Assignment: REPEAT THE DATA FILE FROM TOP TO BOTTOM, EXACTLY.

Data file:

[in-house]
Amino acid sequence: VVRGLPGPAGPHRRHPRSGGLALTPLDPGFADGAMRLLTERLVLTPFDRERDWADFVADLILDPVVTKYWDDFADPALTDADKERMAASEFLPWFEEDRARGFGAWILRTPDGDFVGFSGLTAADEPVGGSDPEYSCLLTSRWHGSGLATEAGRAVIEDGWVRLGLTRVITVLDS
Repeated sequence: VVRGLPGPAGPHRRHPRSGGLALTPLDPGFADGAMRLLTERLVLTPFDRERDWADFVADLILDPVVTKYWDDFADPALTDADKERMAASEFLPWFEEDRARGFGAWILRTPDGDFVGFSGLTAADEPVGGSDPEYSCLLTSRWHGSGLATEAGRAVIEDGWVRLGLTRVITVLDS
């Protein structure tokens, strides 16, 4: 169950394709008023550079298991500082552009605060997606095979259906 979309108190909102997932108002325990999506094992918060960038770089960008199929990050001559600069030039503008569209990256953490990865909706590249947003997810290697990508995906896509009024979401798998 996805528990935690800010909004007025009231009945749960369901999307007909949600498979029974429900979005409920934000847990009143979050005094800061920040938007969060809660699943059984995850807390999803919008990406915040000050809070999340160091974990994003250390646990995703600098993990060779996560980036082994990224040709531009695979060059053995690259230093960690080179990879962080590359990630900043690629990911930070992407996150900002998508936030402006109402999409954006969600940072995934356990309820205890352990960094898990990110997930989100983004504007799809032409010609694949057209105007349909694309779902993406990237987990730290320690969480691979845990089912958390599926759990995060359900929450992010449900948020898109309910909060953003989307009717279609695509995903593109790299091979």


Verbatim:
[in-house]
Amino acid sequence: VVRGLPGPAGPHRRHPRSGGLALTPLDPGFADGAMRLLTERLVLTPFDRERDWADFVADLILDPVVTKYWDDFADPALTDADKERMAASEFLPWFEEDRARGFGAWILRTPDGDFVGFSGLTAADEPVGGSDPEYSCLLTSRWHGSGLATEAGRAVIEDGWVRLGLTRVITVLDS
Repeated sequence: VVRGLPGPAGPHRRHPRSGGLALTPLDPGFADGAMRLLTERLVLTPFDRERDWADFVADLILDPVVTKYWDDFADPALTDADKERMAASEFLPWFEEDRARGFGAWILRTPDGDFVGFSGLTAADEPVGGSDPEYSCLLTSRWHGSGLATEAGRAVIEDGWVRLGLTRVITVLDS
């Protein structure tokens, strides 16, 4: 169950394709008023550079298991500082552009605060997606095979259906 979309108190909102997932108002325990999506094992918060960038770089960008199929990050001559600069030039503008569209990256953490990865909706590249947003997810290697990508995906896509009024979401798998 996805528990935690800010909004007025009231009945749960369901999307007909949600498979029974429900979005409920934000847990009143979050005094800061920040938007969060809660699943059984995850807390999803919008990406915040000050809070999340160091974990994003250390646990995703600098993990060779996560980036082994990224040709531009695979060059053995690259230093960690080179990879962080590359990630900043690629990911930070992407996150900002998508936030402006109402999409954006969600940072995934356990309820205890352990960094898990990110997930989100983004504007799809032409010609694949057209105007349909694309779902993406990237987990730290320690969480691979845990089912958390599926759990995060359900929450992010449900948020898109309910909060953003989307009717279609695509995903593109790299091979």